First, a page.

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Hematology

Noun 1. The study of blood, the blood-forming organs, and blood diseases. Hematology includes the study of etiology, diagnosis, treatment, prognosis, and prevention of blood diseases that affect the production of blood and its components, such as blood cells, hemoglobin, blood proteins, and the mechanism of coagulation. (wikipedia.com) 2. Branch of Biology that deals the study of blood and blood – forming organs. (wiktionary.com) 3. A sub-specialty of Internal Medicine concerned with morphology, Physiology, and Pathology of the Blood and Blood-forming Tissues. (online-medical-dictionary.org)   Word origin: From the Greek αἷμα haima “blood” and...

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Heme

/hēm/ Noun 1. A chemical compound of a type known as a prosthetic group consisting of an iron ion contained in the centre of a large heterocyclic organic ring called a porphyrin, made up of four pyrrolic groups joined together by methine bridges. (wikipedia.org) 2. The component of hemoglobin (and other hemoproteins) responsible for binding oxygen, consists of an iron ion that binds oxygen and a porphyrin ring that binds the globin molecules; one molecule binds one molecule of oxygen. (wiktionary.org) 3. A complex red organic pigment containing iron and other atoms to which oxygen binds. (biology-online.org) 4. An iron-containing compound of the porphyrin class that forms the nonprotein part of hemoglobin and some other biological molecules. (Google Dictionary) 5. A family of proteins found in blood and milk and muscle and in plant seed....

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Hemoglobin

/ˈhēməˌglōbin/ Noun 1. The iron-containing oxygen-transport metalloprotein in the red blood cells of all vertebrates (with the exception of the fish family Channichthyidae) as well as the tissues of some invertebrates. Hemoglobin in the blood carries oxygen from the respiratory organs (lungs or gills) to the rest of the body (i.e. the tissues) where it releases the oxygen to burn nutrients to provide energy to power the functions of the organism, and collects the resultant carbon dioxide to bring it back to the respiratory organs to be dispensed from the organism. (wikipedia.org) 2. The iron-containing substance in red blood cells that transports oxygen from the lungs to the rest of the body; it consists of a protein (globulin), and haem (a porphyrin ring with an atom of iron at its centre). (wiktionary.org) 3. A red protein responsible for transporting oxygen in the blood of vertebrates. Its molecule comprises four subunits, each containing an iron atom bound to a heme group. (biology-online.org) 4. A hemoprotein composed of globin and heme that gives red blood cells their characteristic color; function primarily to transport oxygen from the lungs to the body tissues. (wordnetweb.princeton.edu) 5. Four subunit globular oxygen carrying protein of the erythrocytes of vertebrates and some invertebrates. It is a conjugated protein containing four haem groups and globin. There are two alpha and two beta chains (very similar to myoglobin) in...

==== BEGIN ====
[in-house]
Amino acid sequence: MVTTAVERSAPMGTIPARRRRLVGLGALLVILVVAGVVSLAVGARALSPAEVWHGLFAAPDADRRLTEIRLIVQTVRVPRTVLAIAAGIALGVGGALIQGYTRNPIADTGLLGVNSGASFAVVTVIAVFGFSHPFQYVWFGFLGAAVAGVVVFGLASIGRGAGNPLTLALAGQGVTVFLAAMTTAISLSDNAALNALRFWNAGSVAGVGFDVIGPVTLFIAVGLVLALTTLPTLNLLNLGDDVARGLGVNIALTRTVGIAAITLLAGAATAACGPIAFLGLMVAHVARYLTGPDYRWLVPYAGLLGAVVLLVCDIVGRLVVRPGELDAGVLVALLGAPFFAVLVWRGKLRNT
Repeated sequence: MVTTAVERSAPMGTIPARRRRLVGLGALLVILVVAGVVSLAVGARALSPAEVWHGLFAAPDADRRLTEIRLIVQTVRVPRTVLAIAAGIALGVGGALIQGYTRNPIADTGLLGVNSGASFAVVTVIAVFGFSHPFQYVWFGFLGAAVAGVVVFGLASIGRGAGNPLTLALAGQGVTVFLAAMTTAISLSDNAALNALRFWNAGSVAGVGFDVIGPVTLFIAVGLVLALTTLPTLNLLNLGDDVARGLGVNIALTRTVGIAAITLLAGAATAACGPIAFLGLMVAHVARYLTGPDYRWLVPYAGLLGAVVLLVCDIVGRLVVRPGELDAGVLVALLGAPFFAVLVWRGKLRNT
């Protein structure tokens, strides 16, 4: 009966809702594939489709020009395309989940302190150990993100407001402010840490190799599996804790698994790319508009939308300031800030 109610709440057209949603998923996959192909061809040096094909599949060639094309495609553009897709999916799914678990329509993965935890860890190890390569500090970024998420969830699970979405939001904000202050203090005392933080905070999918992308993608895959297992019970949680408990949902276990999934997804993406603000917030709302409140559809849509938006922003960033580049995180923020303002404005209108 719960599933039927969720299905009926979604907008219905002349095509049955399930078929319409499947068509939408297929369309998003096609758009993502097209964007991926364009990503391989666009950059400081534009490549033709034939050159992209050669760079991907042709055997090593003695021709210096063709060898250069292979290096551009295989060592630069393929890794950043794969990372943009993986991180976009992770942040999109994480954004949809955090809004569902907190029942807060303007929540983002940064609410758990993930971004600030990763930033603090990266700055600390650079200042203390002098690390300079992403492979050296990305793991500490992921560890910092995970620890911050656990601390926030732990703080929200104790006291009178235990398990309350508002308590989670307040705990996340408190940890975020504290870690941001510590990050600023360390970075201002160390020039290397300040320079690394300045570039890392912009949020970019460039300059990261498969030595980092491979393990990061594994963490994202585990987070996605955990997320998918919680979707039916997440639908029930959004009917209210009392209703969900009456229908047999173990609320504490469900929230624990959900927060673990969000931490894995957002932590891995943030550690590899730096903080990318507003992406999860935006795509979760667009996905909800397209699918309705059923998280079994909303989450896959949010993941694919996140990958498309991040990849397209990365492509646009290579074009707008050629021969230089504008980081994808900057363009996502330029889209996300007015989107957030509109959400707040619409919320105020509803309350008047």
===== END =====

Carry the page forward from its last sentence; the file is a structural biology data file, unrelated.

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Herb

Noun 1. Any plants used for flavoring, food, medicine, or perfume. Culinary use typically distinguishes herbs as referring to the leafy green parts of a plant (either fresh or dried), from a “spice”, a product from another part of the plant (usually dried), including seeds, berries, bark, roots and fruits. (wikipedia.org) 2. Any green, leafy plant, or parts thereof, used to flavor or season food. (wiktionary.org) 3. (slang, euphemistic) Marijuana. (wiktionary.org) 4. In American botanical English the term is also used as an abbreviation of “herbaceous plant”. (wikipedia.org) (Botany) 1. A plant whose stem is not woody and does not persist beyond each growing season. (wiktionary.org) 2. Any vascular plant that never produces a woody stem. (biology-online.org) 3. Any seed-bearing plant that does not have a woody stem and dies down to the ground after flowering. (Google Dictionary) 4. Plant whose roots, leaves or seeds, etc. are used in medicine. (wiktionary.org) Word origin: From Old French erbe “grass, herb, plant” (12c.), from Latin herba “grass, an herb, herbage,...

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